Faith and terror

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Giles Fraser asks what is to be learned from recent terrorist attacks in the UK: “Perhaps this: that the most dangerous people in the world are those who are absolutely convinced of their own moral virtue and innocence. It is not the scoundrel who is responsible for the darkest moral evil in the world, but the person who is assured of his or her own virtue.”

He writes:

The man who tried to blow up the airport was reported to have emerged from the car, covered in flames. As the fire melted his flesh, he kept repeating the name of God, punching anyone who tried to put his fire out. Here was a man thoroughly convinced that he was doing the right thing. Make no mistake: it was faith that provided him with his moral alibi.

And:

This is why the people of faith need more epistemic humility, a great deal more self-awareness, a longer pause before answering the big questions of faith, a more open reflection upon our less flattering motivations. It might be difficult to find the confidence to develop self-critical vigilance when so many others want to disparage faith. But develop it more we must.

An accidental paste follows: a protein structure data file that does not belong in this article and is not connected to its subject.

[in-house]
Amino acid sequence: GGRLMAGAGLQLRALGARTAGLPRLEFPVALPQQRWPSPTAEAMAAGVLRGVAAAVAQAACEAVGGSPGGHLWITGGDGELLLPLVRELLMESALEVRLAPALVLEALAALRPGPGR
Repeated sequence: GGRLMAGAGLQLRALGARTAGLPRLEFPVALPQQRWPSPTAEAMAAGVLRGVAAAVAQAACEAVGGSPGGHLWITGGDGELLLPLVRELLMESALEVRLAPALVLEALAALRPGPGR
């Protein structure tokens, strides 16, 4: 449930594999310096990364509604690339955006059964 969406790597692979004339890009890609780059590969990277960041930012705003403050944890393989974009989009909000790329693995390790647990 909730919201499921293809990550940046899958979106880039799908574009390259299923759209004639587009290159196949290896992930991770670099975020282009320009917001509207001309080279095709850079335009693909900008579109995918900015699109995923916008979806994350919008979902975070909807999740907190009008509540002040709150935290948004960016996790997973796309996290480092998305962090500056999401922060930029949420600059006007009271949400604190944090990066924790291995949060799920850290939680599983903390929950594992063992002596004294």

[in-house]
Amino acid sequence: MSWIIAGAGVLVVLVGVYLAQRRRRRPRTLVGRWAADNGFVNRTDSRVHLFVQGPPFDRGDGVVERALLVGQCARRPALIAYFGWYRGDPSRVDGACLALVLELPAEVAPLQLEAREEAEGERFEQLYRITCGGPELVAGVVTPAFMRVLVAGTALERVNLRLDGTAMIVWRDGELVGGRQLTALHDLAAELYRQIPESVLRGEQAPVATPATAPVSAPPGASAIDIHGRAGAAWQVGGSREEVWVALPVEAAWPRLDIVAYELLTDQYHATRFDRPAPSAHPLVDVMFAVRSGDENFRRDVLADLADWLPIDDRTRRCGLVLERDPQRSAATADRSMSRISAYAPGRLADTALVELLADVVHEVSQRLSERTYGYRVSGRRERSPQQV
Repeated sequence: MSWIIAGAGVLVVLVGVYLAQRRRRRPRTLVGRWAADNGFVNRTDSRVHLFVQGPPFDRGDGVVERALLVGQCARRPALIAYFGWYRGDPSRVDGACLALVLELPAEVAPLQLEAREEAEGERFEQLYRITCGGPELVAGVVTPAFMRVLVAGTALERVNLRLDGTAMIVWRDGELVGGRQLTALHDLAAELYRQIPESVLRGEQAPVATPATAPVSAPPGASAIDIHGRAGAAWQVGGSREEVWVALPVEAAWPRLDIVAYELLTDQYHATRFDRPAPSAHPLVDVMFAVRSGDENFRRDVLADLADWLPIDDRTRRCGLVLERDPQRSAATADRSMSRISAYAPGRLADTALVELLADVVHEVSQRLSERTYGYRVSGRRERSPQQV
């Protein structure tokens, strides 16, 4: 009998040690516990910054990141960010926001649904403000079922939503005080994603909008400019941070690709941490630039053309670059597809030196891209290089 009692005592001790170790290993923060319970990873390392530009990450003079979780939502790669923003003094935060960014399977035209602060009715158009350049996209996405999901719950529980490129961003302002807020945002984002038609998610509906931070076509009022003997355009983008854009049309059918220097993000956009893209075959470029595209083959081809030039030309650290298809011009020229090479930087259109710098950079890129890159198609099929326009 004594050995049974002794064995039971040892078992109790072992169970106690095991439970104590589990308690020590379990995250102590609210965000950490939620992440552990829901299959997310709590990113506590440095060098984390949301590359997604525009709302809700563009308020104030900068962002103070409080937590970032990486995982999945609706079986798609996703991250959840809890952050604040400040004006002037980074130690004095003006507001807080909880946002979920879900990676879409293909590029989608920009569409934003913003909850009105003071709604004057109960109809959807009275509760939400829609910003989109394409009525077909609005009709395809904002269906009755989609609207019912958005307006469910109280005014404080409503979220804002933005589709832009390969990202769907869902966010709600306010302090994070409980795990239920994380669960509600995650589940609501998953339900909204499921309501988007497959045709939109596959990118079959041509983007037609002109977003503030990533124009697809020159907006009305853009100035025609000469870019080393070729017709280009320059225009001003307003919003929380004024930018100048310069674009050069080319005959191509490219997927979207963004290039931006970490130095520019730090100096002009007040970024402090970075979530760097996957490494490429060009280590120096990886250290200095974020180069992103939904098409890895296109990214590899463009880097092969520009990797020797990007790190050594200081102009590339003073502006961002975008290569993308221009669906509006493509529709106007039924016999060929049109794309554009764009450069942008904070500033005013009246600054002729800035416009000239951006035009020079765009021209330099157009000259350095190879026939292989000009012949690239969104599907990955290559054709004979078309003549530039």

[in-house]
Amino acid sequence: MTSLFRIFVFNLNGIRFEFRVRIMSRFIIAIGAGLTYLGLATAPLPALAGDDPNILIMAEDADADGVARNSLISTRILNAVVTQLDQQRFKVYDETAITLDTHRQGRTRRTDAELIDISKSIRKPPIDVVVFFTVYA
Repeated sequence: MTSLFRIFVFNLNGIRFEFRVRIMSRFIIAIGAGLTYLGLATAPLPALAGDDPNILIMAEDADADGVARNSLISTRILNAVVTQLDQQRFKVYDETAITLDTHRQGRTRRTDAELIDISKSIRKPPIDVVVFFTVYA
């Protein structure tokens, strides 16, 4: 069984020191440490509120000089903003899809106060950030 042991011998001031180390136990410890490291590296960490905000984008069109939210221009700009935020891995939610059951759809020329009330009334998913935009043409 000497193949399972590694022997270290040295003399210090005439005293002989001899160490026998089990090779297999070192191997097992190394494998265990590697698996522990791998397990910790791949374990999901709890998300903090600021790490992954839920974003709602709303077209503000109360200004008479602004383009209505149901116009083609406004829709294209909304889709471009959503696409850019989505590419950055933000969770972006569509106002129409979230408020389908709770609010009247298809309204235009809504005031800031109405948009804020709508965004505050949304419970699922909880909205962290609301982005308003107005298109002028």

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One Response to "Faith and terror"
  1. Mr. Fraser is right and wrong. He is right to say the most dangerous people in the world are those totally convinced of their own moral virtue and innocence.

    But it's not those guys in the Jeep he should worry about. Check out the man "totally assured of his own virtue" who lives on Pennsylvania Ave.

    --Kendall Sims

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